The CASSIES (Canadian Advertising Success Stories) were published on warc.com last week. These awards recognise and reward the business effectiveness of advertising. There were 53 case studies in total, which Warc subscribers can view here.
But if you’ve only got time to read a few I highly recommend the following. Grassroots activism, user-generated strategies, newspaper partnerships and storytelling are just some of the themes explored.
Patriotism was at the heart of this campaign for Molson Canadian, the beer brand, which sought to engage with Canadians at home and overseas and to grow market share. How could Molson bring fresh energy to the brand and make it something Canadians – millennials and beyond – would talk about? On Canada Day 2013 Molson launched the Beer Fridge via a series of online videos which documented the fridges journey around Europe where it could only be opened by a Canadian passport holder. Once opened, the beer would be shared with curious onlookers. Leveraging the moments that trigger Canadian identity the fridge also visited a Canadian hockey fan living in Indonesia and the Sochi Winter Olympics, before returning to Canada and where it was modified to only open to the sound of the national anthem. Thus the fridge became a tangible symbol of Canadian identity. Other media included PR, sponsorship, experiential, mobile, social and TV. This emotive and stunt marketing strategy worked: Molson gained share in a segment and category that continued to decline, and generated over $6m in incremental revenue.
IKEA, the furniture retailer, had a problem. Canadians, who once loved the brand had grown up and in turn, had outgrown IKEA. Thus the retailer had fallen off the consideration list. Targeting 35+ year-olds IKEA wanted to get Canadians sharing, talking and reading about all the interesting ‘rules’ that make a house a home. A cross-platform conversation launched with a 60 second TV ad that invited Canadians to share their "House Rules" such as “laugh often”. All user-generated content was showcased on the ikea.ca website and the most popular suggestions were used in various other media. The campaign generated an increase of 12% same-store-sales year-on-year, with key brand intent scores among the 35+ target group improving.
Moms Demand Action for Gun Sense in America (MDA) wanted to grab the attention of lawmakers, the media and public about the need for more sensible gun laws in the US. In particular, MDA wanted to pressure corporate America to help bring about positive change and so it took aim at Starbucks, the coffee retail chain, who, in the interests of public safety have banned smoking 25-feet from all locations, yet, like many major US retailers, allow their customers to carry firearms. To pressure Starbucks to change their corporate policy, MDA asked moms to skip just one Starbucks visit a week – which could translate to significant financial loss for the business. Thus a social media driven #skipstarbuckssaturday movement became the powerful rallying cry for this grassroots activism. And packaging was a powerful platform - the visual centrepiece of the campaign – MDA changed the iconic Starbucks cup and logo to highlight the brands' lack of #Gunsense. The pressure worked – Starbucks declared a renewed corporate vision that guns were no longer welcome in its stores. All on a budget of $0. BRILLIANT.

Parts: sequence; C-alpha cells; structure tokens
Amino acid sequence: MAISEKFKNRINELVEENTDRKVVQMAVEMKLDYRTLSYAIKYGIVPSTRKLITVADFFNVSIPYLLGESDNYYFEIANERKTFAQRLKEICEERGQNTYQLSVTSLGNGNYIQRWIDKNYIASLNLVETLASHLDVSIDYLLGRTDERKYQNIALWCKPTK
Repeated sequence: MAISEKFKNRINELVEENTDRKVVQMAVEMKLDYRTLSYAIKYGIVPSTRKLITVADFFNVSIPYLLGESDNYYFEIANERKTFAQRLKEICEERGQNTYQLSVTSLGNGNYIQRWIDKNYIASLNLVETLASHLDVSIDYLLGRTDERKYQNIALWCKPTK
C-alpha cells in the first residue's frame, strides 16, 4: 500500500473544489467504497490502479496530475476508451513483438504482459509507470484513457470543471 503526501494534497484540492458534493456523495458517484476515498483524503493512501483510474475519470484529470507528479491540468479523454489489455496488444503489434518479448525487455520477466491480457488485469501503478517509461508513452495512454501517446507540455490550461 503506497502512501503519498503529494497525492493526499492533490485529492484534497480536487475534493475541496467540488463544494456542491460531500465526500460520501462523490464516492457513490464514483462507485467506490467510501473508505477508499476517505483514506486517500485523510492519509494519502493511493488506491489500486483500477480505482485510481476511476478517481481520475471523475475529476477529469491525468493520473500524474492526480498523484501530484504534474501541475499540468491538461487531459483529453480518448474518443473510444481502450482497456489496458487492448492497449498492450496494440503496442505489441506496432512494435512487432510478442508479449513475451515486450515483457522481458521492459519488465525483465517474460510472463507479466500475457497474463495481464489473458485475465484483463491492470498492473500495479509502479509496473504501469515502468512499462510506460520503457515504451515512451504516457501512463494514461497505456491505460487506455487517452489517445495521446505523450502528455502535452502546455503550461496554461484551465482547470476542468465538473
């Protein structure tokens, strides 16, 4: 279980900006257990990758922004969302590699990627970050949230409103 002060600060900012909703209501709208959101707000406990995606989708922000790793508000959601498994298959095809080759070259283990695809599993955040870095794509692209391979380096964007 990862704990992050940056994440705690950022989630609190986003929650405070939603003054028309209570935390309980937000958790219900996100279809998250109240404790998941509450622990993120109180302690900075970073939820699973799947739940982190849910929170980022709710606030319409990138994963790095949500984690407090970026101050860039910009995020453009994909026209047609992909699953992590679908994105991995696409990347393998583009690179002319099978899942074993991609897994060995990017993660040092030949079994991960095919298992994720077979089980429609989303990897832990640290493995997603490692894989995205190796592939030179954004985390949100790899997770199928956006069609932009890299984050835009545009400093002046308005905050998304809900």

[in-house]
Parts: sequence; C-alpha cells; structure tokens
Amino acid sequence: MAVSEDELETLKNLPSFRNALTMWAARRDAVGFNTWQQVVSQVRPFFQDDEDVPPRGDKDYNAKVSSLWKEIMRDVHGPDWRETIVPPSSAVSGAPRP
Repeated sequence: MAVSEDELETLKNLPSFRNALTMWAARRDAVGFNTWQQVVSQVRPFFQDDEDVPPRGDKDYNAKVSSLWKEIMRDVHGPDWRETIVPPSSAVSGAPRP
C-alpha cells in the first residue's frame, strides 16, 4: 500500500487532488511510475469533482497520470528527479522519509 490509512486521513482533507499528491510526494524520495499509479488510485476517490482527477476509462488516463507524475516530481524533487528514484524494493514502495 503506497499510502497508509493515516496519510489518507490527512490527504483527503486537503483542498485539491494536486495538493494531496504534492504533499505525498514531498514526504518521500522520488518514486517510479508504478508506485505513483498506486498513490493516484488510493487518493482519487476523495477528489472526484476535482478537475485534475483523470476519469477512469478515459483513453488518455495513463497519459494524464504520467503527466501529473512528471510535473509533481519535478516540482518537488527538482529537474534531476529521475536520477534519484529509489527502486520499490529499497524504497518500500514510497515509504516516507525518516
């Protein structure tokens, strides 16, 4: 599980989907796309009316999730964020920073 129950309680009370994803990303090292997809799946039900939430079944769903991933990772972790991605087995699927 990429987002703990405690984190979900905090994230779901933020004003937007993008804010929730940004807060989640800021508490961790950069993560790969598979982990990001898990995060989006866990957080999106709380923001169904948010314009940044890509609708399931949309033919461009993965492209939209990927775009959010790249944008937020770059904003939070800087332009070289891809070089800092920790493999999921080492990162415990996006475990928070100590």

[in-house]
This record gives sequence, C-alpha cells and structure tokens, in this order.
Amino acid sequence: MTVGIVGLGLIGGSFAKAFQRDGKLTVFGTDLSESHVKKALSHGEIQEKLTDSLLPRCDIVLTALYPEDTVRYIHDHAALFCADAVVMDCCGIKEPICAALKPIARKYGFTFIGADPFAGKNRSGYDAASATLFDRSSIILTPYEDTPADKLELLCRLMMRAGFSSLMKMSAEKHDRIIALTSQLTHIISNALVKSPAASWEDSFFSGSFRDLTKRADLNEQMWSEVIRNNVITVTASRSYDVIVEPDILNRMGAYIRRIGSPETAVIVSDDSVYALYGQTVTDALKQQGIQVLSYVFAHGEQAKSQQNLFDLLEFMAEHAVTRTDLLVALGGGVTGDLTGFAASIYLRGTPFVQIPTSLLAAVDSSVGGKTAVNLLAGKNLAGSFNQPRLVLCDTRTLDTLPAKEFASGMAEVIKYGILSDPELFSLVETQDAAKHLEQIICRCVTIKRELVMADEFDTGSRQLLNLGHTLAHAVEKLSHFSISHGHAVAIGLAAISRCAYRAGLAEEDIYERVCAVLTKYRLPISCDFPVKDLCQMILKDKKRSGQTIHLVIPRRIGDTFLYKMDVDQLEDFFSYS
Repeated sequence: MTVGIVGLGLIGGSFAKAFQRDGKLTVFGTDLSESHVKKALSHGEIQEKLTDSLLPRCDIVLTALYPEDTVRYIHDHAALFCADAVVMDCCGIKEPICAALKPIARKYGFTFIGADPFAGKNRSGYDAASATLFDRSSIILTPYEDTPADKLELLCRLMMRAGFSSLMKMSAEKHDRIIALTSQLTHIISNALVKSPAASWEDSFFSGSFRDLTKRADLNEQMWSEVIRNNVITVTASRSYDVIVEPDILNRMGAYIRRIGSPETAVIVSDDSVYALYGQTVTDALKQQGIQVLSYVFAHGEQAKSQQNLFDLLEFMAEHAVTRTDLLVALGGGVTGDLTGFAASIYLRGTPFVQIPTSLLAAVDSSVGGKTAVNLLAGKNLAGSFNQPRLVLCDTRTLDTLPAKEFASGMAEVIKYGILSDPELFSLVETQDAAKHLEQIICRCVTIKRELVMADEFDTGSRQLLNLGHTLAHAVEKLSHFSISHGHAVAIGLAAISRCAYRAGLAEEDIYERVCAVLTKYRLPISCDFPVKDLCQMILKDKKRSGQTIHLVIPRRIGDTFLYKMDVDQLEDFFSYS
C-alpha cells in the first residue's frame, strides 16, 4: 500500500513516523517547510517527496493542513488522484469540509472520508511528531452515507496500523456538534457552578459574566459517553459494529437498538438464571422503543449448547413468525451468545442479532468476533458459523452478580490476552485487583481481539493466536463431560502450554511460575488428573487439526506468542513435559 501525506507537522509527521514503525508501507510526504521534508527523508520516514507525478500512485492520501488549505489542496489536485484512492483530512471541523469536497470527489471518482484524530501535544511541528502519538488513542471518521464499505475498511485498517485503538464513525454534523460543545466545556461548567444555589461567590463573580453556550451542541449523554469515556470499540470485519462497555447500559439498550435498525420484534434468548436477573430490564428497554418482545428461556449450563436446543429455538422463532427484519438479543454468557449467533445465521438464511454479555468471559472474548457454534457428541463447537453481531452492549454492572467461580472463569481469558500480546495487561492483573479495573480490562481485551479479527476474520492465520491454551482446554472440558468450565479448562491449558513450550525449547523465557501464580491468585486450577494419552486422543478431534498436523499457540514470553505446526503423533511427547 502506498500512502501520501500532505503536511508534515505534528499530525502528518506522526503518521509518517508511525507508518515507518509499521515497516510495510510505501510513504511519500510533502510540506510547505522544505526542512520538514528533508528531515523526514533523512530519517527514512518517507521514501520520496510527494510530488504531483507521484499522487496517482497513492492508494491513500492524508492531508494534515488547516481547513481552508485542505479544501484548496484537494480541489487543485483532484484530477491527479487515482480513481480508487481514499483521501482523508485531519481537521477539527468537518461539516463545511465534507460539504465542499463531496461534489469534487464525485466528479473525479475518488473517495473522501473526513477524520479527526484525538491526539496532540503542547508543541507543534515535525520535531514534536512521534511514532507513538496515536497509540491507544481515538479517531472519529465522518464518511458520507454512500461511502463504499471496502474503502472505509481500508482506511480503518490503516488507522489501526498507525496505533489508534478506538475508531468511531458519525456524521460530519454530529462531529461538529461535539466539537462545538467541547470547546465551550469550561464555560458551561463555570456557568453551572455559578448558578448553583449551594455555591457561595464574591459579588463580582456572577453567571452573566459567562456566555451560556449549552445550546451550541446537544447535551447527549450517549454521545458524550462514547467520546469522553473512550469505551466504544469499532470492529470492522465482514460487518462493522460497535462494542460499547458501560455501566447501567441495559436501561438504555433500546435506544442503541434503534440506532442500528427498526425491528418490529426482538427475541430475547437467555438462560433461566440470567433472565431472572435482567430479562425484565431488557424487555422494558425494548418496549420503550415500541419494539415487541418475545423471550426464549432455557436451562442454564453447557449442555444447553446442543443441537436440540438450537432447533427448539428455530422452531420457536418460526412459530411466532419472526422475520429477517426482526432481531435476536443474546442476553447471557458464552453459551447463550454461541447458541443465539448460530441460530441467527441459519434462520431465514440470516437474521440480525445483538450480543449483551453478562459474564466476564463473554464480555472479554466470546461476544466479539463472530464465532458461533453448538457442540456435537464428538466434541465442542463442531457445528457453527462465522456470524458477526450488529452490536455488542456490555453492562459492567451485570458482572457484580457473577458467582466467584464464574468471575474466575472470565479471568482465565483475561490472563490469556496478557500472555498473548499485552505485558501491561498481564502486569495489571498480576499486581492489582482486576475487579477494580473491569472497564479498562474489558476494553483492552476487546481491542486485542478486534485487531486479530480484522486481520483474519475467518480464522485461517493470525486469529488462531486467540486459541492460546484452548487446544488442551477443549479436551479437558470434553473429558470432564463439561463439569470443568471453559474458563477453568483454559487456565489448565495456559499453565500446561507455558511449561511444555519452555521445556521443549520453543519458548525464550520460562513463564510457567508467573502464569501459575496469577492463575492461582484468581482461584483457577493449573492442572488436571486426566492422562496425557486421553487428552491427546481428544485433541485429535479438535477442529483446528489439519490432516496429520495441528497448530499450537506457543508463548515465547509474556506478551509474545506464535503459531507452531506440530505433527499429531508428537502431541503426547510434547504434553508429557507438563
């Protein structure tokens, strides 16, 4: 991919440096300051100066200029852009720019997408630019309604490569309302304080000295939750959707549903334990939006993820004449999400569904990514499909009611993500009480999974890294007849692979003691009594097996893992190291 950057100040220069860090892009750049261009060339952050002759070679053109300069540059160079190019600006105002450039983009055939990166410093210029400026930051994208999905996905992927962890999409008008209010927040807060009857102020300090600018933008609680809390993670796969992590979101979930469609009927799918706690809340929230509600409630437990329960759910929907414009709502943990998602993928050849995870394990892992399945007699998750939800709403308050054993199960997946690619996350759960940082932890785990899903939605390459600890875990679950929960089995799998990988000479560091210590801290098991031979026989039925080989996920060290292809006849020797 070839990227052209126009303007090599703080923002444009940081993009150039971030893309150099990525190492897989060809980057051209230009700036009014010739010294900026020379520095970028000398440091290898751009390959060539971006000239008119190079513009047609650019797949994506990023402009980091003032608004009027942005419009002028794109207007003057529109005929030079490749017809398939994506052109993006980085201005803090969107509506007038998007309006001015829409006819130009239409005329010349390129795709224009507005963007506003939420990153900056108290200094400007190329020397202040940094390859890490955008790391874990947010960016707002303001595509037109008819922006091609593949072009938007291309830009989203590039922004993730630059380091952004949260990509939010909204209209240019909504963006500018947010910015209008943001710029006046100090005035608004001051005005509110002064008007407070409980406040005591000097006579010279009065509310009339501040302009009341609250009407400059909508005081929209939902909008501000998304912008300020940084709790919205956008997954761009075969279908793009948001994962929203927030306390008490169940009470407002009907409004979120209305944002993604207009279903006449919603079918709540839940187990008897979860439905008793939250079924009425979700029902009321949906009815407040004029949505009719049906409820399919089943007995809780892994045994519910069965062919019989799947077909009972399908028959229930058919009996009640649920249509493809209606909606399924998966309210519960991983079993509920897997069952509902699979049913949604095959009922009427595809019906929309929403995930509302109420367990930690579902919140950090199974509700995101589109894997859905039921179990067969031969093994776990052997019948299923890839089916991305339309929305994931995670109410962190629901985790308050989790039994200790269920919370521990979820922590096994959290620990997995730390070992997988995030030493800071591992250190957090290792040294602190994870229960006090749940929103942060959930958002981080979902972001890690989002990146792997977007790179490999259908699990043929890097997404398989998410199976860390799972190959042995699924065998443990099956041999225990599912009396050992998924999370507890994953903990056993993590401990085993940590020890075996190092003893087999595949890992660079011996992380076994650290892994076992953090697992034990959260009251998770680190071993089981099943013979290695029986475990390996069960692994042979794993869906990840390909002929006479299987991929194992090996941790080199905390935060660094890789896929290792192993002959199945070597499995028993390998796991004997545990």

I highlight this campaign for the Vancouver Police Foundation (VPF), a charity in Canada, because it gives a glimpse into the evolving role of the advertising agency. Going above and beyond a mere advertising campaign, DDB Canada created a new product: an iconic line of Vancouver Police Aviator sunglasses. This new product became the centrepiece of the campaign, raising awareness as well as creating a new revenue stream for the VPF. The product became much sought-after and attracted the attention of the younger target audience - 18-34 year olds. TV sponsorship, outdoor, online video and PR supported the promotion. The VPF raised over $152,000 over the two month campaign, and raised $2m at a gala afterwards.
Shreddies, the iconic cereal brand owned by Post Foods, focussed on storytelling in this rebranding campaign that aimed to meet the challenges of a changing breakfast market in Canada. The TV-led campaign told the story of Greg, an ordinary Canadian who was doing good for his local community, and doing so in a genuine, quietly confident way - reflecting the values of the Shreddies brand. The brand added a participatory element by inviting Canadians to nominate someone from their community who was doing good, this led to follow-up stories. This emotive approach helped Shreddies grow volume sales by 8% (against a declining cold cereal segment).